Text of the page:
Devotees of 'eggery' create art from eggshells year-round

Saturday, April 15, 2006

BELVIDERE, Ill. -- Decorated eggs aren't just for Easter anymore.

As Donna Thomas of Belvidere and Julia Smith of Beloit, Wis., set out their "eggery" one early spring morning, they were preparing not for the holiday, but for the 13th annual Rockford Egg Show and Sale, which featured the works of eggshell artists from eight states.

"We always hold it on the third weekend of March, which is close to Easter, but this is a year-round passion for us, as well as a business," Smith said.

There were painted eggshells, carved eggshells, engraved eggshells, and decoupaged eggshells decked out with rhinestones and fitted with doors that swing open and shut on gold-plated hinges.

Some of the eggs represent months of work and can fetch prices upward of $750.

Most were far too ornate and delicate to entrust to a hopping rabbit or an egg-hunting 7-year-old, and many were so large that they would have given the poor bunny a hernia, anyway. The ostrich, emu and rhea eggs, in particular, made one think of larger, more ponderous beasts.

Maybe there's an Easter Mastodon who galumphs across the nighttime fields of the Midwest each spring.

Thomas, 51, a commercial artist who has been painting nature scenes in acrylic on eggshells for four years, doesn't feature mastodons on her eggs, but some of her more recent creations feature wooly mammoths, saber-toothed tigers and other Pleistocene fauna.

"I got interested in Ice Age Illinois when I did a mural for the farm where my father-in-law discovered mammoth remains," she explained. "So now I put prehistoric animals on some of my eggs."

The biggest eggs Thomas paints, from ostriches and emus, can hold a whole landscape. The goose and turkey eggs might feature only a single deer or leopard. And the smallest, from finches, will have only a portrait of one of the tiny birds themselves.

The finch eggs are smaller than pinto beans, and Thomas has to use special brushes with only one or two bristles to paint them. Because of their fragility, she displays and sells them only under protective glass domes.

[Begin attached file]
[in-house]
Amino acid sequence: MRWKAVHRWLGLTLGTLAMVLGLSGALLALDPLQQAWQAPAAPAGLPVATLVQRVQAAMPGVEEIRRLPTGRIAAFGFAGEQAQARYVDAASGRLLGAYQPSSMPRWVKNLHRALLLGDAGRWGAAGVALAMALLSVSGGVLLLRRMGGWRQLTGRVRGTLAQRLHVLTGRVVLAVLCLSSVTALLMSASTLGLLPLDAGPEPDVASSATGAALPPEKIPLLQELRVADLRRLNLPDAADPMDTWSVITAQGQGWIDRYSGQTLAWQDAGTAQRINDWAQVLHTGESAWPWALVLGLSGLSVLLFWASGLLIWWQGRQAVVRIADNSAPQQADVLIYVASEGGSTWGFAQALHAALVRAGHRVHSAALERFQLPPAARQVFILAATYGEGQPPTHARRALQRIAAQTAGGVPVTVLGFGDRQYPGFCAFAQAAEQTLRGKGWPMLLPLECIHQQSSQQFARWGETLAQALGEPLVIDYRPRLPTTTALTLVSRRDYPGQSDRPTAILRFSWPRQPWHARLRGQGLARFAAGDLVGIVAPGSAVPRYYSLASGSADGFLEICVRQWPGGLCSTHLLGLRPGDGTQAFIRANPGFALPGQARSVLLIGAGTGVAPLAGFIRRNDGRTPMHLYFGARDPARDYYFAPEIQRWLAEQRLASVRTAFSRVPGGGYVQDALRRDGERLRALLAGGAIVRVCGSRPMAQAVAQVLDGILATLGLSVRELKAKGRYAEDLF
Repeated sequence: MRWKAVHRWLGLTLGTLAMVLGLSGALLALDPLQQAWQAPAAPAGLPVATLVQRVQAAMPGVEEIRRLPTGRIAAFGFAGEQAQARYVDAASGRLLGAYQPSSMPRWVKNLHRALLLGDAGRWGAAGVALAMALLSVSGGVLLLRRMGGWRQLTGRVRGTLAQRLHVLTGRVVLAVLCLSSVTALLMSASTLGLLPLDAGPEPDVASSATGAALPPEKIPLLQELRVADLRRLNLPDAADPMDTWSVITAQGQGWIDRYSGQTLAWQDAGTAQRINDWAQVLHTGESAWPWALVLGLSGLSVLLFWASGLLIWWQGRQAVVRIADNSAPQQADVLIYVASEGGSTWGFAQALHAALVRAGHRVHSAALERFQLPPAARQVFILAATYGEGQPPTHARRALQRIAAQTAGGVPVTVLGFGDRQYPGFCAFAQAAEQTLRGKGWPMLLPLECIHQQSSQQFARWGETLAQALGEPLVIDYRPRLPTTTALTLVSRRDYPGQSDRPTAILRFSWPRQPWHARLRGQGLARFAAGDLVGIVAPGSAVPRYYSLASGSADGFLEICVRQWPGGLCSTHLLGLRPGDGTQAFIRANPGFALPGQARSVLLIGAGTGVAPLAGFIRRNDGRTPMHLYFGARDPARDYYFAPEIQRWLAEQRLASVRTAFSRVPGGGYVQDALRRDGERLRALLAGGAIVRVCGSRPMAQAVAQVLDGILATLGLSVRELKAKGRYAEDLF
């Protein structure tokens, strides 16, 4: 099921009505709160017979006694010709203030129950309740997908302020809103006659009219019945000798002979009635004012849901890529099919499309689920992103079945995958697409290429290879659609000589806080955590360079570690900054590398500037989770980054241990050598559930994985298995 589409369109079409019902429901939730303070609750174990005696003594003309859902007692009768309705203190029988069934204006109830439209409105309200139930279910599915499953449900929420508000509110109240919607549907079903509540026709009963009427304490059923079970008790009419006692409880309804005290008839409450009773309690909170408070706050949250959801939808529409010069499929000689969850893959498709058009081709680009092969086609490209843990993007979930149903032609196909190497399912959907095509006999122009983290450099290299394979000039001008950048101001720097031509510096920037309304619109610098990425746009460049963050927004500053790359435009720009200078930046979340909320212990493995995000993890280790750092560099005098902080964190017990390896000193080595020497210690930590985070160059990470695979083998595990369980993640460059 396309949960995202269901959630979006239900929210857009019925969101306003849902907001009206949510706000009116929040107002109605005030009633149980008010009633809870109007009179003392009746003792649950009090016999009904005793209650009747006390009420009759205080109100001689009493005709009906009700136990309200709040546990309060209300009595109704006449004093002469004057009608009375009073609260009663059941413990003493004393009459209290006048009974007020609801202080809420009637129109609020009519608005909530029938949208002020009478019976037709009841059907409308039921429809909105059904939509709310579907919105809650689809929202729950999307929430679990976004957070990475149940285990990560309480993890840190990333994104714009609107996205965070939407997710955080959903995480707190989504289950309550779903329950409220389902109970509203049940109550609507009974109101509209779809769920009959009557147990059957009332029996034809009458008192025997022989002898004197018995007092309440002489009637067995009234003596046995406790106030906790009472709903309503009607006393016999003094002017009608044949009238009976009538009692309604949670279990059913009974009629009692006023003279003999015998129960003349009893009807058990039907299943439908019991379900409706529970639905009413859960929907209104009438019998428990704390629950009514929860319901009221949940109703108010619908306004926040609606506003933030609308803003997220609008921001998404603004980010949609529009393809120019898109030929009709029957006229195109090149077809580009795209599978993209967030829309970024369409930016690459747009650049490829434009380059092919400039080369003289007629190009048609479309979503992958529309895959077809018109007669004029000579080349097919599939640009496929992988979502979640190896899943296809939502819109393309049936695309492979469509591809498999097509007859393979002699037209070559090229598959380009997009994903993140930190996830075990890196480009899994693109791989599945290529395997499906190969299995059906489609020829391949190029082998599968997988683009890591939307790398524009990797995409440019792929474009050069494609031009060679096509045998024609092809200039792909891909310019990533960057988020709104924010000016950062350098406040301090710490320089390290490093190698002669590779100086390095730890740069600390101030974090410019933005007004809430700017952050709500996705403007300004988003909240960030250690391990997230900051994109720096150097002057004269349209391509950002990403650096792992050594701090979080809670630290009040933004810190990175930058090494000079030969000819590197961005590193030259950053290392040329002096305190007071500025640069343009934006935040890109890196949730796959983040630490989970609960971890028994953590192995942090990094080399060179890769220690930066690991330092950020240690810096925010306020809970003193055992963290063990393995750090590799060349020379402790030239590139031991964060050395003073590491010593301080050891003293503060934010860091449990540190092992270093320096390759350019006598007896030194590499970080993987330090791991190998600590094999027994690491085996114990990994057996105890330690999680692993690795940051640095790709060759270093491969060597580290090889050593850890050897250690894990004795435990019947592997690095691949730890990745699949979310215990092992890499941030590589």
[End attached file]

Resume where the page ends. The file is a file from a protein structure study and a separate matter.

Smith, who is in her 60s, hates to paint, but she'll do almost anything else imaginable with an eggshell. She prefers rhea eggs because their shells are white and do not require pre-painting like the dark-shelled emu eggs do.

A lot of Smith's eggs are painstakingly carved.

"I've got an ultra-high-speed engraver that gets about 400,000 rpm -- about 10 times faster than a dentist's drill -- and you can do anything with that," she said.

Some of Smith's rhea eggs are shown laying on their sides. For one, she has carved out a pattern of arching trees, with the foliage suggested in low relief. You look inside between the trees, and there's a plastic swan swimming in an epoxy pond.

"I've been doing eggs for 27 years,"' Smith said. "We used to have a dairy farm, and my kids raised geese one year for 4H. Then they moved on to livestock and left me holding the bag with the poultry. I had all these goose eggs and didn't know what to do with them, but then I ran into a woman who did eggery and she suggested I try it myself.

"I've probably done 5,000 eggs since then. I've blown out as many as 150 eggs a day by mouth, but now I use an attachment on my air drill to do that. You have to take the bitter with the sweet, and cleaning eggs is my bitter."

Thomas, on the other hand, buys her eggshells precleaned, often from area farmers who raise ostriches and emus for meat.

"They sell the infertile eggs, and they blow them out themselves," she said. "The contents of the eggs are usually sold to bakeries that make wedding cakes. An ostrich egg is the equivalent of about 18 chicken eggs."

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